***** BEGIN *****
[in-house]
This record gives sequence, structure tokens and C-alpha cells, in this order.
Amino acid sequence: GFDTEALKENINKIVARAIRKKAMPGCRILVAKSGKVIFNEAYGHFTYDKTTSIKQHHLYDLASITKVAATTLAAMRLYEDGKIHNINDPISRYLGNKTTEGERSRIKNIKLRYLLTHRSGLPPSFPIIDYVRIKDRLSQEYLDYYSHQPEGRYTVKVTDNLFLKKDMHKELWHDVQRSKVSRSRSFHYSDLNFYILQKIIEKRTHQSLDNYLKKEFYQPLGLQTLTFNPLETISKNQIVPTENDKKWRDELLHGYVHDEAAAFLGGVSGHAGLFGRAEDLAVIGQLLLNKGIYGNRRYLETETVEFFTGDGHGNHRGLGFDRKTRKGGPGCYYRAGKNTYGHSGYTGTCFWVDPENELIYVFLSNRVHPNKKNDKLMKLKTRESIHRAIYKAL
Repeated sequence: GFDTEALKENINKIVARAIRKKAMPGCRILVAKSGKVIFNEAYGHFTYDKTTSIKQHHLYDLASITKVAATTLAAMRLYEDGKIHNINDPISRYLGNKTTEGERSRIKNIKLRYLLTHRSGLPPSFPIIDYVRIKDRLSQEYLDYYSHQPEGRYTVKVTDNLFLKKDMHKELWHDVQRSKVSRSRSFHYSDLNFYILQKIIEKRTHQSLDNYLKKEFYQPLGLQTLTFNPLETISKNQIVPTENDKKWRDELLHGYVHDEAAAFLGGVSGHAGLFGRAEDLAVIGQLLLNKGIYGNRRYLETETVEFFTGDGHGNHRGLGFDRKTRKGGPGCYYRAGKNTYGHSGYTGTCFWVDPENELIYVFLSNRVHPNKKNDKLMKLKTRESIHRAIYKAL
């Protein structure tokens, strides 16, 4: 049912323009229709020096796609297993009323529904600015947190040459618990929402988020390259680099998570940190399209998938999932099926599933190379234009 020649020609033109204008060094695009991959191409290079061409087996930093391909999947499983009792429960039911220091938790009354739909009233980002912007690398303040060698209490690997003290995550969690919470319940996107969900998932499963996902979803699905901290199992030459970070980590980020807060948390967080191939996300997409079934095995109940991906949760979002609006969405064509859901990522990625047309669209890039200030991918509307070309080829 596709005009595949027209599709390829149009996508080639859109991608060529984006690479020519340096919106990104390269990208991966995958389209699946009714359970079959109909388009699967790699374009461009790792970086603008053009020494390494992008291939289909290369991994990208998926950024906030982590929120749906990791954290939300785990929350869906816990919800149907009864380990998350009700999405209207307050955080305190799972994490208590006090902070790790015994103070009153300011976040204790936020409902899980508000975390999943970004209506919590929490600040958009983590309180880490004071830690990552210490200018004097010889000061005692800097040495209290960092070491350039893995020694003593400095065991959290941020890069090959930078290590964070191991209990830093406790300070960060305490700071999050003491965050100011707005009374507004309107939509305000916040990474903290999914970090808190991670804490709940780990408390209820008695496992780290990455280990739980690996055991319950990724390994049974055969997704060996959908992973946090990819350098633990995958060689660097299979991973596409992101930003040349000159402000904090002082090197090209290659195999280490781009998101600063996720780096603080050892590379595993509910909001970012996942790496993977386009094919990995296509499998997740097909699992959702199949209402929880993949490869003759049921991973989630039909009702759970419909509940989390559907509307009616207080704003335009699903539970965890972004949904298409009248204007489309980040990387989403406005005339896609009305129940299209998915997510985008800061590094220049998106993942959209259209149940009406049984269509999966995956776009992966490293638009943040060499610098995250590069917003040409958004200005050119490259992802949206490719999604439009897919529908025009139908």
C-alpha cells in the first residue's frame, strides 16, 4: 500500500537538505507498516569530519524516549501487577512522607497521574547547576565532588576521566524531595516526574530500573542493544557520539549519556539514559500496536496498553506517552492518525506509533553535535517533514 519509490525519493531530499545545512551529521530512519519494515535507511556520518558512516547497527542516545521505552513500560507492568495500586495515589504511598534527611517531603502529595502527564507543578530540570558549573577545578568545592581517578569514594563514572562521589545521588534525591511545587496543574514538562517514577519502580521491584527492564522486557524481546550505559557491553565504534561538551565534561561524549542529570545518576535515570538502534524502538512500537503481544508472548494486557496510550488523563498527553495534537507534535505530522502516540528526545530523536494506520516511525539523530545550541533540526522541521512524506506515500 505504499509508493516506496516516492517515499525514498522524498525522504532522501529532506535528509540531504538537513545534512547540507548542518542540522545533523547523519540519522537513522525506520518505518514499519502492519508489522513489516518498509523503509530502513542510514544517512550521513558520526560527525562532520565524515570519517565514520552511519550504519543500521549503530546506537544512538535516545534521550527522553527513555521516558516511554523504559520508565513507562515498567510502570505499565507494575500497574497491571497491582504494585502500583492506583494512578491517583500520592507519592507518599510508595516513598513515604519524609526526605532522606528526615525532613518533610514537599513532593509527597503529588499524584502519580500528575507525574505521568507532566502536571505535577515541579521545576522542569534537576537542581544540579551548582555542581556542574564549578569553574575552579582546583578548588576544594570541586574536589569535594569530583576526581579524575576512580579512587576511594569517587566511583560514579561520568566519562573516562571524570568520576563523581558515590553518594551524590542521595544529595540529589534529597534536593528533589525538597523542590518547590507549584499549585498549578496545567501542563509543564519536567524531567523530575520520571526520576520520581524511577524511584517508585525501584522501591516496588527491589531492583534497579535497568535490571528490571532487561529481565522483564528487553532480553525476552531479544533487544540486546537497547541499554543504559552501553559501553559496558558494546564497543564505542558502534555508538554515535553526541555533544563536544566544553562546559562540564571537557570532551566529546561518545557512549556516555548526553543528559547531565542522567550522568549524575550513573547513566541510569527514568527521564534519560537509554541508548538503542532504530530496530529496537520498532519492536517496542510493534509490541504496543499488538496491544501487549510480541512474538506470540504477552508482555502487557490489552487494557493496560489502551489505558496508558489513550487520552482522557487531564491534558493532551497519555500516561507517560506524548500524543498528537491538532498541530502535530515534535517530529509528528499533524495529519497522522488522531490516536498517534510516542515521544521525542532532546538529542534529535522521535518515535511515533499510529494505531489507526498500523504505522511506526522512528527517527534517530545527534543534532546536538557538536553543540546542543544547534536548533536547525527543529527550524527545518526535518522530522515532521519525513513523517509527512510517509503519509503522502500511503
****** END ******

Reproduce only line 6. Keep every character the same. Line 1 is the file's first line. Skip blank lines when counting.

C-alpha cells in the first residue's frame, strides 16, 4: 500500500537538505507498516569530519524516549501487577512522607497521574547547576565532588576521566524531595516526574530500573542493544557520539549519556539514559500496536496498553506517552492518525506509533553535535517533514 519509490525519493531530499545545512551529521530512519519494515535507511556520518558512516547497527542516545521505552513500560507492568495500586495515589504511598534527611517531603502529595502527564507543578530540570558549573577545578568545592581517578569514594563514572562521589545521588534525591511545587496543574514538562517514577519502580521491584527492564522486557524481546550505559557491553565504534561538551565534561561524549542529570545518576535515570538502534524502538512500537503481544508472548494486557496510550488523563498527553495534537507534535505530522502516540528526545530523536494506520516511525539523530545550541533540526522541521512524506506515500 505504499509508493516506496516516492517515499525514498522524498525522504532522501529532506535528509540531504538537513545534512547540507548542518542540522545533523547523519540519522537513522525506520518505518514499519502492519508489522513489516518498509523503509530502513542510514544517512550521513558520526560527525562532520565524515570519517565514520552511519550504519543500521549503530546506537544512538535516545534521550527522553527513555521516558516511554523504559520508565513507562515498567510502570505499565507494575500497574497491571497491582504494585502500583492506583494512578491517583500520592507519592507518599510508595516513598513515604519524609526526605532522606528526615525532613518533610514537599513532593509527597503529588499524584502519580500528575507525574505521568507532566502536571505535577515541579521545576522542569534537576537542581544540579551548582555542581556542574564549578569553574575552579582546583578548588576544594570541586574536589569535594569530583576526581579524575576512580579512587576511594569517587566511583560514579561520568566519562573516562571524570568520576563523581558515590553518594551524590542521595544529595540529589534529597534536593528533589525538597523542590518547590507549584499549585498549578496545567501542563509543564519536567524531567523530575520520571526520576520520581524511577524511584517508585525501584522501591516496588527491589531492583534497579535497568535490571528490571532487561529481565522483564528487553532480553525476552531479544533487544540486546537497547541499554543504559552501553559501553559496558558494546564497543564505542558502534555508538554515535553526541555533544563536544566544553562546559562540564571537557570532551566529546561518545557512549556516555548526553543528559547531565542522567550522568549524575550513573547513566541510569527514568527521564534519560537509554541508548538503542532504530530496530529496537520498532519492536517496542510493534509490541504496543499488538496491544501487549510480541512474538506470540504477552508482555502487557490489552487494557493496560489502551489505558496508558489513550487520552482522557487531564491534558493532551497519555500516561507517560506524548500524543498528537491538532498541530502535530515534535517530529509528528499533524495529519497522522488522531490516536498517534510516542515521544521525542532532546538529542534529535522521535518515535511515533499510529494505531489507526498500523504505522511506526522512528527517527534517530545527534543534532546536538557538536553543540546542543544547534536548533536547525527543529527550524527545518526535518522530522515532521519525513513523517509527512510517509503519509503522502500511503